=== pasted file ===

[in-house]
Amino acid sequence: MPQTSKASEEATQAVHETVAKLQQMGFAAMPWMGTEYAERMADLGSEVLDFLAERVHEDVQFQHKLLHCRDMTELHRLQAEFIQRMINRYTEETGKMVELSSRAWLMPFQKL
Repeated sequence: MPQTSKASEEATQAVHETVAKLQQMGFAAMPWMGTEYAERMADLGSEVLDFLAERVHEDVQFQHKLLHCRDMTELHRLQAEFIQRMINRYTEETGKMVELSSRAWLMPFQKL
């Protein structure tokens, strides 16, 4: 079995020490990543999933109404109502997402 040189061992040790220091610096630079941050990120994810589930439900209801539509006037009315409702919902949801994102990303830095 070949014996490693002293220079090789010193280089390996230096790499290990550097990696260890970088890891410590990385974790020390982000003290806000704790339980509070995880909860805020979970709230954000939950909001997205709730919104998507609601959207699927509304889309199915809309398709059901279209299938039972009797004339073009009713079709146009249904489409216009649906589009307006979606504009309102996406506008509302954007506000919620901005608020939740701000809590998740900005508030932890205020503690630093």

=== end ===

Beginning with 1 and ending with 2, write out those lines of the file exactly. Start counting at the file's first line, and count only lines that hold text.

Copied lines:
[in-house]
Amino acid sequence: MPQTSKASEEATQAVHETVAKLQQMGFAAMPWMGTEYAERMADLGSEVLDFLAERVHEDVQFQHKLLHCRDMTELHRLQAEFIQRMINRYTEETGKMVELSSRAWLMPFQKL